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5 December 2013 11:26 am ,
Vol. 342 ,
An animal rights group known as the Nonhuman Rights Project filed lawsuits in three New York courts this week in an...
Researchers have been hot on the trail of the elusive Denisovans, a type of ancient human known only by their DNA and...
Thousands of scientists in the Russian Academy of Sciences (RAS) are about to lose their jobs as a result of the...
Dyslexia, a learning disability that hinders reading, hasn't been associated with deficits in vision, hearing, or...
Exotic, elusive, and dangerous, snakes have fascinated humankind for millennia. They can be hard to find, yet their...
Researchers have sequenced and analyzed the first two snake genomes, which represent two evolutionary extremes. The...
Snake venoms are remarkably complex mixtures that can stun or kill prey within minutes. But more and more researchers...
At age 30, Dutch biologist Freek Vonk has built up a respectable career as a snake scientist. But in his home country,...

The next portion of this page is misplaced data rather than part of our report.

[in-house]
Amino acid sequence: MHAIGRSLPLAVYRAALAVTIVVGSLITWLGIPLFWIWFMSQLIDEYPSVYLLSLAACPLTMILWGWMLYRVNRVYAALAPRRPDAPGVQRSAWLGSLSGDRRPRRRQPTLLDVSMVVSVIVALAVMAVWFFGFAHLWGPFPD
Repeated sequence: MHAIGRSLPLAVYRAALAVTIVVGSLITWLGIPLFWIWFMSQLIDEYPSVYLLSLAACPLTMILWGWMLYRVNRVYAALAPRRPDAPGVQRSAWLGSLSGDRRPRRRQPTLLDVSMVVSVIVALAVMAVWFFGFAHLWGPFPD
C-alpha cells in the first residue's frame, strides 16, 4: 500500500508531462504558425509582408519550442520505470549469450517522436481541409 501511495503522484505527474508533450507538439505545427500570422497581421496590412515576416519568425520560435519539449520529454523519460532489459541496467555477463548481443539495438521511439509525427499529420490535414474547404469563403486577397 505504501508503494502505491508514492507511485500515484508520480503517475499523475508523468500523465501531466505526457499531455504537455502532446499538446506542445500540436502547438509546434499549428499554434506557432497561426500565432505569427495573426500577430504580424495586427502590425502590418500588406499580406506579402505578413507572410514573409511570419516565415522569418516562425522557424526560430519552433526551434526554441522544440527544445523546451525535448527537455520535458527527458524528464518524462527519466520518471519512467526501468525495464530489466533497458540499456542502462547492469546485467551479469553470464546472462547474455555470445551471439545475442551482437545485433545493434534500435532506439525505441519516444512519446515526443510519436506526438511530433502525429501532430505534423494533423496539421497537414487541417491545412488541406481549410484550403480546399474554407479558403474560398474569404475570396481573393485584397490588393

- 5 December 2013 11:26 am , Vol. 342 , #6163
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ScienceShot: Grazed Grasslands Are Biodiversity Hot Spots
15 March 2012 8:01 pm
Talk about packing it in. Researchers have found 89 plant species crammed into a single square meter of mountain grassland in central Argentina, including many grasses and small flowers. Several meadows in Romania and the Czech Republic were nearly as rich. These biodiversity hot spots, reported today in the Journal of Vegetation Science, emerged from researchers scanning millions of published and unpublished plant surveys in different-sized plots. Grazing animals, such as cows and sheep, help keep these small plots of land rich in species by removing the tops of plants, thereby allowing more individual plants access to light, the researchers say. Such hot spots used to be a lot more common, but now, with fewer free-ranging livestock, they're quite rare.
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